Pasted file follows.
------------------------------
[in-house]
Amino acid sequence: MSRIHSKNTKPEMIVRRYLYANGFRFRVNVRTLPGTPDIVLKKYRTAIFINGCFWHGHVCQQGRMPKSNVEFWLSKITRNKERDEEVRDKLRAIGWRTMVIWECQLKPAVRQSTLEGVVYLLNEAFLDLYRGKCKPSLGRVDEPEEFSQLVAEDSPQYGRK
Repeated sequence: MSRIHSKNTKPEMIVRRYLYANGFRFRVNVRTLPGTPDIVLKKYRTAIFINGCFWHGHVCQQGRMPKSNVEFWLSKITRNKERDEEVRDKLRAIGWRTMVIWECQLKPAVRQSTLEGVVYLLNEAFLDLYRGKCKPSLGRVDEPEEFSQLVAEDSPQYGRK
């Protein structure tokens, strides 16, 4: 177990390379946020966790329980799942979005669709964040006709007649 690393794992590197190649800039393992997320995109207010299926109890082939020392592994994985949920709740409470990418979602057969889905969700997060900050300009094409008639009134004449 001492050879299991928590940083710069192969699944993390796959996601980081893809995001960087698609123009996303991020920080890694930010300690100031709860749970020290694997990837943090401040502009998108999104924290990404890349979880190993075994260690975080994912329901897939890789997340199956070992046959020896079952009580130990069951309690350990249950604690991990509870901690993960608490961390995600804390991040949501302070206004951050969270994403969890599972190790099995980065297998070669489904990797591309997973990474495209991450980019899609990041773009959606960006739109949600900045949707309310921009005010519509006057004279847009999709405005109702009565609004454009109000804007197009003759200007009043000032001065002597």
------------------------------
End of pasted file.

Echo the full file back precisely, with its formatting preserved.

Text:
[in-house]
Amino acid sequence: MSRIHSKNTKPEMIVRRYLYANGFRFRVNVRTLPGTPDIVLKKYRTAIFINGCFWHGHVCQQGRMPKSNVEFWLSKITRNKERDEEVRDKLRAIGWRTMVIWECQLKPAVRQSTLEGVVYLLNEAFLDLYRGKCKPSLGRVDEPEEFSQLVAEDSPQYGRK
Repeated sequence: MSRIHSKNTKPEMIVRRYLYANGFRFRVNVRTLPGTPDIVLKKYRTAIFINGCFWHGHVCQQGRMPKSNVEFWLSKITRNKERDEEVRDKLRAIGWRTMVIWECQLKPAVRQSTLEGVVYLLNEAFLDLYRGKCKPSLGRVDEPEEFSQLVAEDSPQYGRK
């Protein structure tokens, strides 16, 4: 177990390379946020966790329980799942979005669709964040006709007649 690393794992590197190649800039393992997320995109207010299926109890082939020392592994994985949920709740409470990418979602057969889905969700997060900050300009094409008639009134004449 001492050879299991928590940083710069192969699944993390796959996601980081893809995001960087698609123009996303991020920080890694930010300690100031709860749970020290694997990837943090401040502009998108999104924290990404890349979880190993075994260690975080994912329901897939890789997340199956070992046959020896079952009580130990069951309690350990249950604690991990509870901690993960608490961390995600804390991040949501302070206004951050969270994403969890599972190790099995980065297998070669489904990797591309997973990474495209991450980019899609990041773009959606960006739109949600900045949707309310921009005010519509006057004279847009999709405005109702009565609004454009109000804007197009003759200007009043000032001065002597």